Pubdate: Thu, 07 Jul 2016
Source: San Francisco Chronicle (CA)
Copyright: 2016 Associated Press


MONTEVIDEO, Uruguay (AP) - Rossana Rilla could sell marijuana under 
Uruguay's pioneering law that lets pharmacies distribute pot. But she 
says there is no way she will.

In her 28 years as a pharmacist, she has been beaten, dragged across 
the floor and threatened by thieves at gunpoint and with a grenade. 
She fears that selling marijuana would only make her store a bigger 
target for robbers and burglars.

"You see their faces and you can tell right away that they are not 
consumers who are here just to buy" marijuana, Rilla said about the 
"suspicious people" who have recently been coming into her Montevideo 
pharmacy asking if she sells pot.

She isn't alone in avoiding the government's marijuana program. Most 
of the country's pharmacists haven't signed on, citing security 
concerns and complaining of paperwork, cost increases or opposition 
from customers to selling legalized pot.

Uruguay legalized the cultivation and sale of marijuana in 2013 in a 
bid to create the world's first government-regulated national 
marketplace for pot. The goal was to fight rising homicide and crime 
rates associated with drug trafficking in the South American country.

But while the government wants to start selling marijuana at 
pharmacies in the coming weeks, so far only 50 out of 1,200 
pharmacies are registered, stoking a debate over how the drug should 
be distributed.

"I don't see the need to get into a conflict with people who are 
already selling weed in the neighborhoods," said Marcelo Trujillo, 
who owns three pharmacies in Montevideo's Cerro neighborhood.

"I just don't want to expose myself or my employees," he said. Next 
to him, a worker repaired a glass that was shattered during a recent 
robbery attempt.

The law allows for the growing of pot by licensed individuals, the 
formation of growers and users clubs, and the sale by pharmacies of 
40 grams of marijuana a month to registered users. While the plan has 
been widely applauded globally and seen as going beyond marijuana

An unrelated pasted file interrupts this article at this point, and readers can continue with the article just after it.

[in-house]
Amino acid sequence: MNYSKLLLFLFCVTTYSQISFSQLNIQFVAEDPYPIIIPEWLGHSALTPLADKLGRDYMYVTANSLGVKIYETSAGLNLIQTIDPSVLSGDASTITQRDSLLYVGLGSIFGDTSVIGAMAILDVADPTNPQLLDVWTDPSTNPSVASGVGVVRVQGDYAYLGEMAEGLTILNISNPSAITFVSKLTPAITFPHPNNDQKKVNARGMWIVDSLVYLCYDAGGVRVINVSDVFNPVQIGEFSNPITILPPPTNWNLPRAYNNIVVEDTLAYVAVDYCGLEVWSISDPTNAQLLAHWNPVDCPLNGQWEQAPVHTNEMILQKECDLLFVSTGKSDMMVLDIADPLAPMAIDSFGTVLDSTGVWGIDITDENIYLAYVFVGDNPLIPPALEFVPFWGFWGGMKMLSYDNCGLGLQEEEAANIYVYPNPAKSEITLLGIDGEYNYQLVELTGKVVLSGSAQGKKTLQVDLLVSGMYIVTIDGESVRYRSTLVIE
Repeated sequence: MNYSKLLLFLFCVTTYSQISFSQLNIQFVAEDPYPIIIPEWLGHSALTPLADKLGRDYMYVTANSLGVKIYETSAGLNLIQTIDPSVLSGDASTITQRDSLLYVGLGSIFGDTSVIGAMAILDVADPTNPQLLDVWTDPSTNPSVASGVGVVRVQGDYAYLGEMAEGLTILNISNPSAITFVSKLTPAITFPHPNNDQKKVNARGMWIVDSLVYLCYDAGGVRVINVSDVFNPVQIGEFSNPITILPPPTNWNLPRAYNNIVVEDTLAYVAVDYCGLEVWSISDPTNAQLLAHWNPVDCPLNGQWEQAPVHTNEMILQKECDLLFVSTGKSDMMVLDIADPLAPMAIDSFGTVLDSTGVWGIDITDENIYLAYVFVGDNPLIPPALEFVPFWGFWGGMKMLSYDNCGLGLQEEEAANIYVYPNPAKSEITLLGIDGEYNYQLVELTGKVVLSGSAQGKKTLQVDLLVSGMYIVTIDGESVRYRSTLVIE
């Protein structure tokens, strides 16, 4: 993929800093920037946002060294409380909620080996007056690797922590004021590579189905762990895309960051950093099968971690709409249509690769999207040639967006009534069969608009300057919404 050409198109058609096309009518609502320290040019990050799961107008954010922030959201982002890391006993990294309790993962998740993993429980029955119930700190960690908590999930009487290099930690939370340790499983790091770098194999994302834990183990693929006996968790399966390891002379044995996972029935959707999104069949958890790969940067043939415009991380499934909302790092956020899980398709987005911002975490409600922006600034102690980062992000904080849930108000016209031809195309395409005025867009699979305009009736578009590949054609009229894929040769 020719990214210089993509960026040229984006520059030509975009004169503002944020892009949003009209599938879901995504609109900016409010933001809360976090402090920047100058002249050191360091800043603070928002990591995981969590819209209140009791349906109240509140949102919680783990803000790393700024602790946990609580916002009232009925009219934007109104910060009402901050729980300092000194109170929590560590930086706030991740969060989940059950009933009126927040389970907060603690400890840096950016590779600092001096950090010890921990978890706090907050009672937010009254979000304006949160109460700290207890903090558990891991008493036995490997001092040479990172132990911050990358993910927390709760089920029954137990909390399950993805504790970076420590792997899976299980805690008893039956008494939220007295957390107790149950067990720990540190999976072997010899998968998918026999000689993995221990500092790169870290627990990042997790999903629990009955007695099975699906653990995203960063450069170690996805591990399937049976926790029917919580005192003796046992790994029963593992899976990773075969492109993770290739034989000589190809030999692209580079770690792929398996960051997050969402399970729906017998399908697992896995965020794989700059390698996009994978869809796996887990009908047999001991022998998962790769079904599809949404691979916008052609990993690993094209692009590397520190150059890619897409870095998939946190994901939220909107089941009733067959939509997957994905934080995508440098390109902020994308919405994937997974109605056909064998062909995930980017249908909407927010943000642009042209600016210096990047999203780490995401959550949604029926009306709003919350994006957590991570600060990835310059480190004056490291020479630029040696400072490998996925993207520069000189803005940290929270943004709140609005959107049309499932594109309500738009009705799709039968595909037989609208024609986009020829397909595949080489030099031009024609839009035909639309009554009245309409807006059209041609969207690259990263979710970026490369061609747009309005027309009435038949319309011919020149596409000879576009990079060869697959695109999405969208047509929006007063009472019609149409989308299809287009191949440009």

legislation in the U.S. states of Colorado and Washington, most 
Uruguayans oppose it.

"My customers generally don't agree with the plan," said Isabel 
Regent, head of the Association of Interior Pharmacies, which 
represents businesses outside the capital, Montevideo. "Besides the 
fear of robberies, enrolling in the system means a hike in costs and 
having to be up to date with all the paperwork demanded by the health 
ministry, and not all pharmacies are in a condition to do this."

Regent owns a pharmacy in Punta del Este, an exclusive seaside resort 
where tens of thousands of tourists from neighboring Argentina come 
to vacation each year. But she decided not to enroll in the 
government plan. She wouldn't be able to sell pot to foreign tourists 
because the law only allows sales to Uruguayan citizens and legal 
residents over age 18.

Pharmacies in three of the four Uruguayan states bordering Brazil 
have also declined to enroll in the plan.

No studies have been conducted to see if pharmacists would face extra 
risks from selling pot, but most feel it's just not worth the risk.

Fernando Gil of the Interior Ministry's communications office said 
that no pharmacists had reported any threats to police.

Some pharmacists say their lack of interest in participating goes 
beyond security concerns.

"I oppose as a matter of principles," said Julio Gadea. "I've been a 
pharmacist for 40 years. Pharmacies were created to sell medicines, not drugs."

Experts say delays in the marijuana initiative stem from the fact 
that no other country has attempted such an ambitious endeavor and 
that authorities still lack detailed plans and rules for regulating the market.

Several of the pharmacists interviewed said they hadn't ruled out 
signing on later if the program is successful.
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MAP posted-by: Jay Bergstrom